Are surveillance cameras the solution to Jackson’s crime problem?

JACKSON, Miss. (WJTV) – Jackson Police Chief Lee Vance is struggling to get the Jackson Police Department at full capacity.

The city council approved allowing officers to live 20 miles outside of the city to widen the pool of potential candidates.

While the department can’t spare to place an officer on every corner, surveillance cameras have offered help in fighting crime.

Often times, WJTV posts pictures and videos of crimes caught on camera. But, those images don’t come from city cameras.

“I think we are a long way away from getting a citywide camera system, unless we discover some outside funding sources that could provide those particular items for us,” Chief Vance said.

He recognizes the city could greatly benefit from having surveillance cameras. However, he says the money just isn’t there.

“Because of some of the budget issues and things we’ve had to do without during the past three years or so, we are just replacing basic needs,” Vance said.

According to Vance, the department hasn’t specifically looked into putting cameras up, but they’ve considered it. Until they can afford a serious examination, he encourages business owners and even homeowners to invest in systems.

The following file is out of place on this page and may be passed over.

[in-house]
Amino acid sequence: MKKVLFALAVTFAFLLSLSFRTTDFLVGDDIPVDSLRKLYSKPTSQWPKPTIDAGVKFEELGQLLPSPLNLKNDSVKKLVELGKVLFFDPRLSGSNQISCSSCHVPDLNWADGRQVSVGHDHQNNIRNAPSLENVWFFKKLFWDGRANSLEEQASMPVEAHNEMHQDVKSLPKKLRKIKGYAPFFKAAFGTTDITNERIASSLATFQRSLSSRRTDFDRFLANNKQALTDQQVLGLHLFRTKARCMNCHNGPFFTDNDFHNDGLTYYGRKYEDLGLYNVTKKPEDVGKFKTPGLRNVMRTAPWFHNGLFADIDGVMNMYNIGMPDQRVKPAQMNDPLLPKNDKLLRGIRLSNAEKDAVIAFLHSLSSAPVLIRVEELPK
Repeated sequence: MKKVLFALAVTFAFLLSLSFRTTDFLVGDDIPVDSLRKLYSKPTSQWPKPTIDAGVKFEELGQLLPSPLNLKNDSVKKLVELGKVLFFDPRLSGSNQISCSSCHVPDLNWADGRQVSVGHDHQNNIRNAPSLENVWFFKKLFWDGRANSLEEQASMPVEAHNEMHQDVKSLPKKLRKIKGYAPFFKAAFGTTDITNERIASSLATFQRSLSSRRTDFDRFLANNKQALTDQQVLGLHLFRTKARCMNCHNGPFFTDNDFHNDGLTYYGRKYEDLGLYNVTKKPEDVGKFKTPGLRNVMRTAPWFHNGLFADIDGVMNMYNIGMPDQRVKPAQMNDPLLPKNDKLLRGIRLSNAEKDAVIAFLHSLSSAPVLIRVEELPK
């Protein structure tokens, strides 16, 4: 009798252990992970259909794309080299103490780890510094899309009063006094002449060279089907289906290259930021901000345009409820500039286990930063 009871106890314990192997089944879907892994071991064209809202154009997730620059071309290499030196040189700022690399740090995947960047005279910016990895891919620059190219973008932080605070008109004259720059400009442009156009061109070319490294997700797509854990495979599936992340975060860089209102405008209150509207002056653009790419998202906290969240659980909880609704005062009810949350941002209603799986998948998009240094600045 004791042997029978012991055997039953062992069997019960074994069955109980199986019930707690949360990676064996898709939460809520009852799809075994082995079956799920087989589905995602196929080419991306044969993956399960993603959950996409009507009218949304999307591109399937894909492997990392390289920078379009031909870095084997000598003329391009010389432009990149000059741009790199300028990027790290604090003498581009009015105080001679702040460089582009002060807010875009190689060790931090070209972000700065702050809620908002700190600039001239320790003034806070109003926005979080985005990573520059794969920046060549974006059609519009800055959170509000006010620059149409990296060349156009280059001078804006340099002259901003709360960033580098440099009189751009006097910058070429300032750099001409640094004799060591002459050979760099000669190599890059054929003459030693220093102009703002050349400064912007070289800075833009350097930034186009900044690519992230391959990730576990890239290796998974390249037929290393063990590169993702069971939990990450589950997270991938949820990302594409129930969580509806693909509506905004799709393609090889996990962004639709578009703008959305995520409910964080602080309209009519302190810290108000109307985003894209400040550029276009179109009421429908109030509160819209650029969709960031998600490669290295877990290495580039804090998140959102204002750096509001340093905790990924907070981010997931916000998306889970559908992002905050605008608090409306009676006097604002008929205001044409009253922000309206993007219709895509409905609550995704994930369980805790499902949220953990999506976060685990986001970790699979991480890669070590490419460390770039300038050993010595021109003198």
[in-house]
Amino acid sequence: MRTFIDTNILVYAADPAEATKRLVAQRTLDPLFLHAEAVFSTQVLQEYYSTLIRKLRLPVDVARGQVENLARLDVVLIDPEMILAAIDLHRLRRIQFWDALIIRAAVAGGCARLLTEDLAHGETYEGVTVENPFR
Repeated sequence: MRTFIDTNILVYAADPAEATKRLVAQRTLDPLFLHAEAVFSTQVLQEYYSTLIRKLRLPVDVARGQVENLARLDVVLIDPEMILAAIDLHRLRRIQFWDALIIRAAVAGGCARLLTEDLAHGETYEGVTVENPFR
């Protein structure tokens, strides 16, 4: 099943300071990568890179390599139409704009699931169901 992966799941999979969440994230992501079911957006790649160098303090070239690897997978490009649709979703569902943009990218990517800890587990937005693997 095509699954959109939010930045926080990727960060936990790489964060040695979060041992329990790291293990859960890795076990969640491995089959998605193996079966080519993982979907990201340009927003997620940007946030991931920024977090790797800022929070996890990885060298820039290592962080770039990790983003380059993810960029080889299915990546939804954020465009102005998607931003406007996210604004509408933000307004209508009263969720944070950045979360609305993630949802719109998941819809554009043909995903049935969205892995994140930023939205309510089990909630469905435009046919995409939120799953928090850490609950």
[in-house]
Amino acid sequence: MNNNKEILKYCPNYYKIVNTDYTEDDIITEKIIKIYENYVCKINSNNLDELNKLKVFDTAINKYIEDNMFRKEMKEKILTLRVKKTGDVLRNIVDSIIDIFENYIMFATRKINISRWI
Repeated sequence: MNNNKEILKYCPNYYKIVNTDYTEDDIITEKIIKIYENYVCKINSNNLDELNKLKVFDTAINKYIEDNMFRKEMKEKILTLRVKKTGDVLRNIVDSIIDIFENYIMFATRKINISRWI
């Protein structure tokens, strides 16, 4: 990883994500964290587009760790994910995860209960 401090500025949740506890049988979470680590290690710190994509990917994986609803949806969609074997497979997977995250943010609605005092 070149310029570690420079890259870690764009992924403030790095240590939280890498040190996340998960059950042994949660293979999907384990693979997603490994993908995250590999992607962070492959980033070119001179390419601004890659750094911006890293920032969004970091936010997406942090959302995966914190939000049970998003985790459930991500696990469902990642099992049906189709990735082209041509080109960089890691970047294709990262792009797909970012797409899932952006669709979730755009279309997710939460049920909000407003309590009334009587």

The City of Vicksburg recently put up cameras in high crime areas.

The American Civil Liberties Union has a problem with certain surveillance cameras in this country.

The ACLU released a statement that read in part:

The overuse of surveillance technologies has turned many non-white and poor neighborhoods into fish bowls and some into virtual prisons, where their residents’ public behavior is monitored and scrutinized 24 hours a day. “

There are cameras on stop lights throughout the city, specifically in the downtown area. But Chief Vance says those are streaming cameras monitored by MDOT.

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